Part of discovery is in reading. Not long after, I found an article in Consumer Reports that said: “It’s important to note that EV batteries lose range not because of how the cold weather affects the physical battery but because of the added power demands that come from operating the car in cold weather.” Had this been an actual project, our reading would have quickly branched out in many directions. To get a sense of how reading guides our thinking, check out the numerous articles and studies cited in this recent piece on the future of autonomous medicine.

But what this conversation most made me realize is that our designers really excel at is finding the human elements of design. And I have to hand it Jonathan Lupo, VP of Design at EPAM. “I think the root of the problem lies in how these technologies are tested in the first place,” he wrote, hypothesizing that perhaps cars were not a variety of varying climes. He suggested that manufacturers likely “focused on technology, cultural and safety challenges, and, maybe didn’t do enough testing, longer term, in different climates.”

What this conversation most made me realize is that our designers really excel at is finding the human elements of design.

I subsequently learned from a few people that Tesla had a facility in Alaska for a few years, and traveled to Norway before that, and that GM engaged lead users in chilly environments, testing a fleet of Chevy Volts and providing feedback for development.

But Lupo was onto something important, generally. We see this often—organizations lack the ability to hone in on the individual experiences of the people who use their goods and services. This is, in fact, our strength. We get out into the world and ride along with people—sometimes literally—in their contexts, to understand, and better design for, them. Lupo also reminded me of our intricate, intentional, and very human-centered, testing process. I began to think of what kinds of cold weather battery tests our Made Real Lab team would dream up…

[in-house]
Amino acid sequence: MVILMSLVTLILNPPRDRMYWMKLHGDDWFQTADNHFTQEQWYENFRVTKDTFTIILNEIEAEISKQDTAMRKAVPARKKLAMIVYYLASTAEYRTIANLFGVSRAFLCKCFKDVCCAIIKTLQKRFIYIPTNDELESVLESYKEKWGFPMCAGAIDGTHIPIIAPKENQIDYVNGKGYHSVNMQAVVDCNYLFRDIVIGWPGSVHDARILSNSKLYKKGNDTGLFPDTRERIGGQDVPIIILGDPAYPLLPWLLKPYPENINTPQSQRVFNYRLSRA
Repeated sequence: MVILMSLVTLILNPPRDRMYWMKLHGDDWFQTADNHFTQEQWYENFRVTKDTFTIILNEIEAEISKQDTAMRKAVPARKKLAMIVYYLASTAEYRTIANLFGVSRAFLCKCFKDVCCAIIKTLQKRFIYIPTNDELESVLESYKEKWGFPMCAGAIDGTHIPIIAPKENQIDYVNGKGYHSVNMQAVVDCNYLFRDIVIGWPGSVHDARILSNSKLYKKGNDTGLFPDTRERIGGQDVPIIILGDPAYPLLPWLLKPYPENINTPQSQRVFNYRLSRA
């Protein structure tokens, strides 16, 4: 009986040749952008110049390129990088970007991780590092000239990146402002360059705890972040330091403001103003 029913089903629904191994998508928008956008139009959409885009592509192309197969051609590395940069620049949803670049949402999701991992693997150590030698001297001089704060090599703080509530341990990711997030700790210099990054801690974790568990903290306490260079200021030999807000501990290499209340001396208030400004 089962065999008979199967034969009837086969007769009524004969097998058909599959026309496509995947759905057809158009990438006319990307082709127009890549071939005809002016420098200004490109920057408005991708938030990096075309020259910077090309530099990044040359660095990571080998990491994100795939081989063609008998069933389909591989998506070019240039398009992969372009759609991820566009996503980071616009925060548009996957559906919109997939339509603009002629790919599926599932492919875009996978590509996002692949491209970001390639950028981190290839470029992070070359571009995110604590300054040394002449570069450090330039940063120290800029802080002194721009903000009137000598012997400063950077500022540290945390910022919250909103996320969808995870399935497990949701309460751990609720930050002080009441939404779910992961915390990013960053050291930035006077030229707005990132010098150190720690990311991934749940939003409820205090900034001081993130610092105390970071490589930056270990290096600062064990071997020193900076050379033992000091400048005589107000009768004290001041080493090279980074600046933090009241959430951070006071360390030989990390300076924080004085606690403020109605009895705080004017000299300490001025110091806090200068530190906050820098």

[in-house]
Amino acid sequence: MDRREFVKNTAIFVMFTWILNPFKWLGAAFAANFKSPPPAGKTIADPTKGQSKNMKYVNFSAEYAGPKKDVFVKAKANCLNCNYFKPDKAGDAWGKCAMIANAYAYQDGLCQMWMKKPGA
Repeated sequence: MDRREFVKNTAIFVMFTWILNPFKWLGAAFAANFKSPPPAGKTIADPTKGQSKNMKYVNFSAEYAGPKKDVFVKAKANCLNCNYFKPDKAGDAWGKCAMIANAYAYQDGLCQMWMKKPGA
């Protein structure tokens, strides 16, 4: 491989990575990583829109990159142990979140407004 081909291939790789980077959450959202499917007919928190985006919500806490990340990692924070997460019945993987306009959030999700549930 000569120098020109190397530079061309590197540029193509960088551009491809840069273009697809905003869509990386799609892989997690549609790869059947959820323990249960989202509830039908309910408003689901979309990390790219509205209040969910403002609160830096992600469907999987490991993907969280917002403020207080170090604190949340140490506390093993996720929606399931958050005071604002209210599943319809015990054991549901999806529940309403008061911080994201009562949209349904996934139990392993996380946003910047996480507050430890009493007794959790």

Fortunately, I was brought back to earth by our eternally earth-bound engineers.

“In a future where most vehicles are all electric, or rely on batteries for significant function, there will have to be a better solution,” wrote our Mechanical Engineer Duncan Freake. “I wonder if you could have some combination of insulation and heating to keep the battery happy.”

In response, Gar Rohatgi, Principal of our Tech Practice, asked: “[W]ould a Phase Change Material that doesn’t freeze and release heat until you trigger it be useful for your battery happiness idea?” Freake replied in the affirmative.

But maybe my favorite moment was when a person I didn’t know, Robert Brown, jumped into the thread and talked about Tesla’s cold testing experiences, suggesting that Tesla is “more a tech company than car/battery manufacturer” and lacked the experience and knowledge to test for extreme weather. It was, he said, a chemistry or physics issue.

I asked Rohatgi about this. “Ultimately do we really think it’s about Tesla not understanding the chemistry issues?” he wondered. “Or, given that they do hire top-notch engineers and spend the money on testing in cold weather, could it be that they’re making a calculated risk on what the technology and market can bear today, and are working behind the scenes on what technologies will pull more of the market into the EV value proposition in the future? Ultimately, this is how good innovation and good business works.”

In any case, the conversation remined me that organizations need to network themselves to innovate effectively. There’s a case to be made for humility and partnership, and I felt like it was being made in real time!

I felt like this conversation was building trust and starting to “create the conditions to create,” as Tarun Khanna explains in this book Trust. Obviously, this conversation wouldn’t lead to near-term solution for EV batteries out in the cold—but it showed me that there is enough openness and intelligence and good will out there to suggest we could be involved in designing a solution. If that doesn’t warm up your engine, you probably need another cup of coffee.

Photo by Zachary Keimig on Unsplash